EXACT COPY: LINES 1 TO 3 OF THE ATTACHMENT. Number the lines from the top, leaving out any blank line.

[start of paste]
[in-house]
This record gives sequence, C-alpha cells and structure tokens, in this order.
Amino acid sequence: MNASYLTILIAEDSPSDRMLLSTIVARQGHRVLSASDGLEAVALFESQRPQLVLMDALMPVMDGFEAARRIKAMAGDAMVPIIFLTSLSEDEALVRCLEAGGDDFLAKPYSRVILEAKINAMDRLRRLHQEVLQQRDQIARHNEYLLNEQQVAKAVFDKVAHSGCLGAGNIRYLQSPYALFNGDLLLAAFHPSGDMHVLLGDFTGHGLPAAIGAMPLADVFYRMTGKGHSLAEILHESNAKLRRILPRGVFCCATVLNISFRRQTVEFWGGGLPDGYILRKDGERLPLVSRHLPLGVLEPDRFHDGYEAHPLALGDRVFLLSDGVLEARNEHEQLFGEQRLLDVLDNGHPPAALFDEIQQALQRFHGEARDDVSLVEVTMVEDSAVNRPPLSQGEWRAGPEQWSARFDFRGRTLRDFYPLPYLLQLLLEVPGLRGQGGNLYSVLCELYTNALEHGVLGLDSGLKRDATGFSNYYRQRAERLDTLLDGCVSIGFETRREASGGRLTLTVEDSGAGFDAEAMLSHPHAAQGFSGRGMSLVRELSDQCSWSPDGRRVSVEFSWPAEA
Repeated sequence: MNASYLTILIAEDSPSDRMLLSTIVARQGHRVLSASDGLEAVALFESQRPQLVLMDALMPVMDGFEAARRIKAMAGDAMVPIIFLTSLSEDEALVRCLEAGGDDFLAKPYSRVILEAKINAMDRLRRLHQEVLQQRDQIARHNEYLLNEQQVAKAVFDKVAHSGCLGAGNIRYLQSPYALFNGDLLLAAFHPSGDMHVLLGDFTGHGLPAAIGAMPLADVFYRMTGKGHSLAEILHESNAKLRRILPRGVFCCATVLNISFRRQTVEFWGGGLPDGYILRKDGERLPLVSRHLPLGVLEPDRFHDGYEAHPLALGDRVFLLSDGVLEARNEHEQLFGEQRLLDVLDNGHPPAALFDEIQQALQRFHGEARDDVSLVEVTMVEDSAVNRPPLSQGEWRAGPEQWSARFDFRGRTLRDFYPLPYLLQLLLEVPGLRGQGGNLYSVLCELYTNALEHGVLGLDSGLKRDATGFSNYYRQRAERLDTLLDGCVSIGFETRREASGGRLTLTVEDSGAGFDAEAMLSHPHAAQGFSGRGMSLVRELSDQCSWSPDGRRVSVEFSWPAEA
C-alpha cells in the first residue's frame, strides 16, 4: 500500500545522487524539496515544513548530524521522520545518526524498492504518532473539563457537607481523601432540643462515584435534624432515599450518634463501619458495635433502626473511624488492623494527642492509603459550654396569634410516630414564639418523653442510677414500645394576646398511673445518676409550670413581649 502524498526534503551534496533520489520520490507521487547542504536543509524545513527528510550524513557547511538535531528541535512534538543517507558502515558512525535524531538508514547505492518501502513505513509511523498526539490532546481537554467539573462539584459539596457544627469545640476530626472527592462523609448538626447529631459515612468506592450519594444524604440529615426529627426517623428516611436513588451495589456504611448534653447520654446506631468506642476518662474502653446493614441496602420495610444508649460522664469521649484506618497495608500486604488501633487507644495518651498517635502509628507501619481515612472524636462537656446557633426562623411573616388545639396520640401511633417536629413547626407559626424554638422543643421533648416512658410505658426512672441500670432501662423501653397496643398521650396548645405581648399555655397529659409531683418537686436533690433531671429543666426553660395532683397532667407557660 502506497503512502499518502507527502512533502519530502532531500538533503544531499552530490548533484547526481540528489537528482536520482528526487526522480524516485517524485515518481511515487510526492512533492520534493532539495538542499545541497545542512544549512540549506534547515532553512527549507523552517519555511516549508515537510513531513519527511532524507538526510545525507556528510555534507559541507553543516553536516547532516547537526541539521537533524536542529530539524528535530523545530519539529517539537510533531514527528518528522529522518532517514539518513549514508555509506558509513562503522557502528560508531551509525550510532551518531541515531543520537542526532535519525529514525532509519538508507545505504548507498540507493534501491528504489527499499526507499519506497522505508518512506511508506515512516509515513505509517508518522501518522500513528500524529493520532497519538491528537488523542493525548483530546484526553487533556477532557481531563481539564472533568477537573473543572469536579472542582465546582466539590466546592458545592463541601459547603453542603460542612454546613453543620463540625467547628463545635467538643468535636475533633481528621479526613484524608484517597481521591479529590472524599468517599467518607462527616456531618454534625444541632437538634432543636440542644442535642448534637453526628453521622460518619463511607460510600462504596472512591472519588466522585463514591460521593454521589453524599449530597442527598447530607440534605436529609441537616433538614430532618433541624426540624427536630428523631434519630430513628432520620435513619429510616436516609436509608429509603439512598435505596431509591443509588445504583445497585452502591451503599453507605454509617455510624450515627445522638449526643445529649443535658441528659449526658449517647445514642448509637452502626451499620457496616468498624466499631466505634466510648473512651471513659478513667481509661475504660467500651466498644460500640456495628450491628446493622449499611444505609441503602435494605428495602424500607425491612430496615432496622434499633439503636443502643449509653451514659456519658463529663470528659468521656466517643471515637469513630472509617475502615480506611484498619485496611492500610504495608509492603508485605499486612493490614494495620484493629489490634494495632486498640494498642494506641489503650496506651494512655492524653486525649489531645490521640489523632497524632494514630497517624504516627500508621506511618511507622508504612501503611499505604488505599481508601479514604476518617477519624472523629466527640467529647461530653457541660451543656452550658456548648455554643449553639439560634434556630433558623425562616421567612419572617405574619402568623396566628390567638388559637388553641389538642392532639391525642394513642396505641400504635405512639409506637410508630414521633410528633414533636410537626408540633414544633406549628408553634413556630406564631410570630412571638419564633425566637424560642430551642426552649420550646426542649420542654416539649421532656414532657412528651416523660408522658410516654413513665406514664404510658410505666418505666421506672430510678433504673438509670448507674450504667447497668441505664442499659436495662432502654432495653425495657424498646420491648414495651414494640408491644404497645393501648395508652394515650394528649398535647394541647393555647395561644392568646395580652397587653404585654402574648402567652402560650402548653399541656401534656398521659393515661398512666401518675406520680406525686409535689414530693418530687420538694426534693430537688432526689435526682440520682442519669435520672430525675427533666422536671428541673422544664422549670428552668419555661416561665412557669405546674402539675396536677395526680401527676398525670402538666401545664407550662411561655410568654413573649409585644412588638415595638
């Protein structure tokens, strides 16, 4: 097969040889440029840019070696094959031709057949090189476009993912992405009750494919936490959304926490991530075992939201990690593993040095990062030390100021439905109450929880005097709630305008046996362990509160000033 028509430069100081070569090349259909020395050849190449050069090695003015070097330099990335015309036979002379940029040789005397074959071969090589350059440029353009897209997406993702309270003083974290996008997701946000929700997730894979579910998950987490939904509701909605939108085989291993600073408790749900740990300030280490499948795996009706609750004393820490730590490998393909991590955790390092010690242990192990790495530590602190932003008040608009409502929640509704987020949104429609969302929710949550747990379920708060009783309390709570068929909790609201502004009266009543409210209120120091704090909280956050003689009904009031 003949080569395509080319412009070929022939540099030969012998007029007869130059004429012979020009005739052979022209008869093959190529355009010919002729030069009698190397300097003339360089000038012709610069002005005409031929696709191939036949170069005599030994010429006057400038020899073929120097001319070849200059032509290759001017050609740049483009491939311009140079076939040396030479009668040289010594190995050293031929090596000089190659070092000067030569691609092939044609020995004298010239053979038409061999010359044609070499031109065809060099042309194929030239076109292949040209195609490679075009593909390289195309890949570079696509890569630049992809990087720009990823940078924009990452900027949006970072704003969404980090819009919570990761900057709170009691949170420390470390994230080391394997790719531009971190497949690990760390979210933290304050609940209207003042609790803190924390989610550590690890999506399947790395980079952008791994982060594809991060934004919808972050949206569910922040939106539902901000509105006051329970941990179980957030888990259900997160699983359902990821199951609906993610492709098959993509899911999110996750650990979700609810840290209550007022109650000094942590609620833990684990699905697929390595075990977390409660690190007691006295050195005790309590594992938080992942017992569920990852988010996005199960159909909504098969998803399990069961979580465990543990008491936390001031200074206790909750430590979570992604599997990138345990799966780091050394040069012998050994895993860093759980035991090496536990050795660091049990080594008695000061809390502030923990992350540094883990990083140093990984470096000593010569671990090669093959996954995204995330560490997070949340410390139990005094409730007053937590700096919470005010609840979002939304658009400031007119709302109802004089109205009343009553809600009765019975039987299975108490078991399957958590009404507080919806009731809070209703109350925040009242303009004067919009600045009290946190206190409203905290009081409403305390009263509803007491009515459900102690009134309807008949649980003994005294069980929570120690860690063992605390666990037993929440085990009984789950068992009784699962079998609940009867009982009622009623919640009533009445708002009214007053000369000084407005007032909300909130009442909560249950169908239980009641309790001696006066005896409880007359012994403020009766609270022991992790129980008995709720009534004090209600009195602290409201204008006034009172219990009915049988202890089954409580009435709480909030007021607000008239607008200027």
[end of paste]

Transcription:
[in-house]
This record gives sequence, C-alpha cells and structure tokens, in this order.
Amino acid sequence: MNASYLTILIAEDSPSDRMLLSTIVARQGHRVLSASDGLEAVALFESQRPQLVLMDALMPVMDGFEAARRIKAMAGDAMVPIIFLTSLSEDEALVRCLEAGGDDFLAKPYSRVILEAKINAMDRLRRLHQEVLQQRDQIARHNEYLLNEQQVAKAVFDKVAHSGCLGAGNIRYLQSPYALFNGDLLLAAFHPSGDMHVLLGDFTGHGLPAAIGAMPLADVFYRMTGKGHSLAEILHESNAKLRRILPRGVFCCATVLNISFRRQTVEFWGGGLPDGYILRKDGERLPLVSRHLPLGVLEPDRFHDGYEAHPLALGDRVFLLSDGVLEARNEHEQLFGEQRLLDVLDNGHPPAALFDEIQQALQRFHGEARDDVSLVEVTMVEDSAVNRPPLSQGEWRAGPEQWSARFDFRGRTLRDFYPLPYLLQLLLEVPGLRGQGGNLYSVLCELYTNALEHGVLGLDSGLKRDATGFSNYYRQRAERLDTLLDGCVSIGFETRREASGGRLTLTVEDSGAGFDAEAMLSHPHAAQGFSGRGMSLVRELSDQCSWSPDGRRVSVEFSWPAEA